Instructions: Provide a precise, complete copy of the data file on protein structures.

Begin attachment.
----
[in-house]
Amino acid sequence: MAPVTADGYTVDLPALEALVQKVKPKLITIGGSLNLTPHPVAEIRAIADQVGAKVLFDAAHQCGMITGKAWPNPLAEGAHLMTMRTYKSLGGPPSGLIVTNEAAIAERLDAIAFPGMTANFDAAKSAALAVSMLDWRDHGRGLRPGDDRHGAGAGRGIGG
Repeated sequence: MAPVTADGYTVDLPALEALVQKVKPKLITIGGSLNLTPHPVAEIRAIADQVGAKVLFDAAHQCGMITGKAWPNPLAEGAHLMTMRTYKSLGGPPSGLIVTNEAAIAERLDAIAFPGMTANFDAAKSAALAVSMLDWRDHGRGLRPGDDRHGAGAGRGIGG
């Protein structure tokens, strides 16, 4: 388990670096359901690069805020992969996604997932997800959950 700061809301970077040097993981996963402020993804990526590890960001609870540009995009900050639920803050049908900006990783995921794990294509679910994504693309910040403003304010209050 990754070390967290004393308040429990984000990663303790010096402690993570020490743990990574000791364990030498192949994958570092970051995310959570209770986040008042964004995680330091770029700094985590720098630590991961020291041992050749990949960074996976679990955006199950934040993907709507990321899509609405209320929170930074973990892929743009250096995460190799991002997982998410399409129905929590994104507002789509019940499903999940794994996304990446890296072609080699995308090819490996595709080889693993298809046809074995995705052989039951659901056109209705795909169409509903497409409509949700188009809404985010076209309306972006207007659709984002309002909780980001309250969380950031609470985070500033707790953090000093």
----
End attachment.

[in-house]
Amino acid sequence: MAPVTADGYTVDLPALEALVQKVKPKLITIGGSLNLTPHPVAEIRAIADQVGAKVLFDAAHQCGMITGKAWPNPLAEGAHLMTMRTYKSLGGPPSGLIVTNEAAIAERLDAIAFPGMTANFDAAKSAALAVSMLDWRDHGRGLRPGDDRHGAGAGRGIGG
Repeated sequence: MAPVTADGYTVDLPALEALVQKVKPKLITIGGSLNLTPHPVAEIRAIADQVGAKVLFDAAHQCGMITGKAWPNPLAEGAHLMTMRTYKSLGGPPSGLIVTNEAAIAERLDAIAFPGMTANFDAAKSAALAVSMLDWRDHGRGLRPGDDRHGAGAGRGIGG
């Protein structure tokens, strides 16, 4: 388990670096359901690069805020992969996604997932997800959950 700061809301970077040097993981996963402020993804990526590890960001609870540009995009900050639920803050049908900006990783995921794990294509679910994504693309910040403003304010209050 990754070390967290004393308040429990984000990663303790010096402690993570020490743990990574000791364990030498192949994958570092970051995310959570209770986040008042964004995680330091770029700094985590720098630590991961020291041992050749990949960074996976679990955006199950934040993907709507990321899509609405209320929170930074973990892929743009250096995460190799991002997982998410399409129905929590994104507002789509019940499903999940794994996304990446890296072609080699995308090819490996595709080889693993298809046809074995995705052989039951659901056109209705795909169409509903497409409509949700188009809404985010076209309306972006207007659709984002309002909780980001309250969380950031609470985070500033707790953090000093």